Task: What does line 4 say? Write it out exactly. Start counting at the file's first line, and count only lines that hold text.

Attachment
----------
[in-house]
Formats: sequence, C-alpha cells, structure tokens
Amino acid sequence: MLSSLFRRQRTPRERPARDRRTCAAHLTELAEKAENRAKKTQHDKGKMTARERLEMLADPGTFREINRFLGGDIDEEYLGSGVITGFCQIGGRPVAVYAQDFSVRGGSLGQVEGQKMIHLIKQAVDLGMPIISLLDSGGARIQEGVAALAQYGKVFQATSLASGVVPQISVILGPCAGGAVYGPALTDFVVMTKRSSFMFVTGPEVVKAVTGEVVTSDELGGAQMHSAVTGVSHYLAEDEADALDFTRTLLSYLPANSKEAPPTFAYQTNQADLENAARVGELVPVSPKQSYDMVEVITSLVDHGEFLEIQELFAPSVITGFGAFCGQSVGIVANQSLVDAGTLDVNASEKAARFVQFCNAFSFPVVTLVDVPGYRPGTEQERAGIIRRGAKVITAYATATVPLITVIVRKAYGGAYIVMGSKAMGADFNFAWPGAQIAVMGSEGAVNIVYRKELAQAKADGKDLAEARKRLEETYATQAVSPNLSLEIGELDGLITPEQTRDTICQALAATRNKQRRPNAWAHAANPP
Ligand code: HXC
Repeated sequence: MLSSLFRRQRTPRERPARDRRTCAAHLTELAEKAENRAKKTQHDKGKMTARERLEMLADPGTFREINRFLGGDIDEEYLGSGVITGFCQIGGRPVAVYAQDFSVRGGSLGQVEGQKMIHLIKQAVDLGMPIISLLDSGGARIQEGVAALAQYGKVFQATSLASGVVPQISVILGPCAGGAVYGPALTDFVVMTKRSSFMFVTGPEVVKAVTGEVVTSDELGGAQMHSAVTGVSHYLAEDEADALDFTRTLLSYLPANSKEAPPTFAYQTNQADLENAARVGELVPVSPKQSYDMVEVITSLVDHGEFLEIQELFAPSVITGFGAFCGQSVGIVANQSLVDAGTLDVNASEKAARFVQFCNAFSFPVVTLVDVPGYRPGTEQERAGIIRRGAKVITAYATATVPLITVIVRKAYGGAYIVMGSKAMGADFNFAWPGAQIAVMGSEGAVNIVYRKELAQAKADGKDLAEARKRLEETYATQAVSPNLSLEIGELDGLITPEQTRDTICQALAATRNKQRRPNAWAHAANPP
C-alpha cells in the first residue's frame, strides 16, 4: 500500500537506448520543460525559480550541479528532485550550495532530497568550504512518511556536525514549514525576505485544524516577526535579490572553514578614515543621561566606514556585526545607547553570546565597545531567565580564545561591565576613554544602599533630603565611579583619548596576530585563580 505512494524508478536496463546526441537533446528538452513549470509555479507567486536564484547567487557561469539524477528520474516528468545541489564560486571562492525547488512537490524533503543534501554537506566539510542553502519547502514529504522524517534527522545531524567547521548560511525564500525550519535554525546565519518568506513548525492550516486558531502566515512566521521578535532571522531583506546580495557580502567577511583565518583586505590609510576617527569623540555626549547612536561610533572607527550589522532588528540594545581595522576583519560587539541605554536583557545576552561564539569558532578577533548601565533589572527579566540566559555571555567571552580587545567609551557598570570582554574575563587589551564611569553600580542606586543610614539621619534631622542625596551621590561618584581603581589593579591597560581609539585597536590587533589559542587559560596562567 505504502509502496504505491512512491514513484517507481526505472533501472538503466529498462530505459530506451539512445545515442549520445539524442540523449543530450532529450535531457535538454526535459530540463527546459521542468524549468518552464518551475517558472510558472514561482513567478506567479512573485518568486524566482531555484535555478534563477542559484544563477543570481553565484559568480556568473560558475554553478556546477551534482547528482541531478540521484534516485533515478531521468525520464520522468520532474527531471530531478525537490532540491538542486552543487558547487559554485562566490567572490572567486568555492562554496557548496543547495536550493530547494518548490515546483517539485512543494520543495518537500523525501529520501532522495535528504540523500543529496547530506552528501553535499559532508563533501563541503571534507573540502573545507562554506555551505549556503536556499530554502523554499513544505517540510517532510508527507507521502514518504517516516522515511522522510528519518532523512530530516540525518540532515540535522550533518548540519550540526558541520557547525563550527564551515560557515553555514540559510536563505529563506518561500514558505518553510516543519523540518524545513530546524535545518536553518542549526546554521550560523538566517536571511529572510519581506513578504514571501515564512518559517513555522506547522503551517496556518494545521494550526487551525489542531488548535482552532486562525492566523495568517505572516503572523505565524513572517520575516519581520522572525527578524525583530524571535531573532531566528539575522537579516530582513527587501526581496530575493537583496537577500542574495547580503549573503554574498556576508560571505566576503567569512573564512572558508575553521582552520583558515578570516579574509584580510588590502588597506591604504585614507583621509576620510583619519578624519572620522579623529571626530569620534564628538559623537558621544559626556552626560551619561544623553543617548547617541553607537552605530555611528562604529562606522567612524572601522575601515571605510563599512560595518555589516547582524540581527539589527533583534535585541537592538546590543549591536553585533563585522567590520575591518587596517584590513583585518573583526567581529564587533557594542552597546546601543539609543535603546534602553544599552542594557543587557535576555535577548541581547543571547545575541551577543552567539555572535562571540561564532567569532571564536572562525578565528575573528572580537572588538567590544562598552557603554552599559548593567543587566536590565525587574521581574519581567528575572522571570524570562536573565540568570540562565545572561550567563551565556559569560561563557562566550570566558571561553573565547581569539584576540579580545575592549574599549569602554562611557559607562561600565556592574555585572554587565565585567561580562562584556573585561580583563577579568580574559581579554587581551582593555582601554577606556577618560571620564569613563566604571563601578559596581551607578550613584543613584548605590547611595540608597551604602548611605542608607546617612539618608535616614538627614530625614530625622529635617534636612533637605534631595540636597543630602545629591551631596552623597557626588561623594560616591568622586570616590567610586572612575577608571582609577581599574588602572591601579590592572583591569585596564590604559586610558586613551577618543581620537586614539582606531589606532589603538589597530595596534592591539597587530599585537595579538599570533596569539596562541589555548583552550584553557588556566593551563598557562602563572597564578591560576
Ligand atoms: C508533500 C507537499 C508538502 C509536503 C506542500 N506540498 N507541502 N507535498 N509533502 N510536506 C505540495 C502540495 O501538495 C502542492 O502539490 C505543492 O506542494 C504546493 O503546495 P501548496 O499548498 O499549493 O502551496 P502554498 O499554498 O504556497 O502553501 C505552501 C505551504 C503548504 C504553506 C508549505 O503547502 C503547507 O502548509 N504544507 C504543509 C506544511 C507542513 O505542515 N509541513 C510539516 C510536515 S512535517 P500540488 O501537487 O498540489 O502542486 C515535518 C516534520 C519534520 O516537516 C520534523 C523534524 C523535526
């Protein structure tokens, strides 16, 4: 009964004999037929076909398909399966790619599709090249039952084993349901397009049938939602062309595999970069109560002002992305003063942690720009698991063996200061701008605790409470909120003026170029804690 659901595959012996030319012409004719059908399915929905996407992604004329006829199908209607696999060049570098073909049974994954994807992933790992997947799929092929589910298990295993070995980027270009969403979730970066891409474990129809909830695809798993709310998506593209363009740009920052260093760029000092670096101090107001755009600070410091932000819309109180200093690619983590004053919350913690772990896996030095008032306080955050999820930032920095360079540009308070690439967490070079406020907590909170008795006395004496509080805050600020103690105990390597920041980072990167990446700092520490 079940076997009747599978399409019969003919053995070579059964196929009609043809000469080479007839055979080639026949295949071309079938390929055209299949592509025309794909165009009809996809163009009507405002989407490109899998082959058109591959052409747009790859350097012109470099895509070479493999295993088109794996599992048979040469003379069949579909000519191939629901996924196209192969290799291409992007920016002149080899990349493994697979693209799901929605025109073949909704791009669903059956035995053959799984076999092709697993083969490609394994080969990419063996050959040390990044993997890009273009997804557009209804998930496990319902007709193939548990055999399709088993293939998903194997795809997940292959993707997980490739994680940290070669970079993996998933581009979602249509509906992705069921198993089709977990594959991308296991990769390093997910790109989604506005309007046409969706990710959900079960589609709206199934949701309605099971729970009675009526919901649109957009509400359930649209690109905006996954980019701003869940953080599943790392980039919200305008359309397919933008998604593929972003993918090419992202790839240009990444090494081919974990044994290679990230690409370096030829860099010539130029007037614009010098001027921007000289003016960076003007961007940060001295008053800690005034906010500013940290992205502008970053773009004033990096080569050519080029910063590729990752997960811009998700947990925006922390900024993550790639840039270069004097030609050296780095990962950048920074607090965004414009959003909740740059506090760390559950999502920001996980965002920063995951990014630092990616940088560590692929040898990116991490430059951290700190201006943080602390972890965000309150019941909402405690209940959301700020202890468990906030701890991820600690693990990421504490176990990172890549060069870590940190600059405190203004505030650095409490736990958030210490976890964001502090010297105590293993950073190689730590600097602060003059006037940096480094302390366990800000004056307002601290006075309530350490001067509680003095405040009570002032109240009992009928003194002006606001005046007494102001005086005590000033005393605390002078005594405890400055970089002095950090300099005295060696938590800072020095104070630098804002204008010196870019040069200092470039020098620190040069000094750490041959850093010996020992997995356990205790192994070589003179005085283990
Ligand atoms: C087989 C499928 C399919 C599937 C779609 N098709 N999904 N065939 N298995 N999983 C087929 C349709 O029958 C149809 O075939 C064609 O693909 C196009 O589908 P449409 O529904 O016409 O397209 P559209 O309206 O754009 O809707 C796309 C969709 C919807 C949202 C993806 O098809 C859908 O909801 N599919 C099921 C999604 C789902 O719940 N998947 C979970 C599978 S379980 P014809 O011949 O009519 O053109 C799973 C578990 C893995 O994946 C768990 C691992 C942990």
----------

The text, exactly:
Ligand code: HXC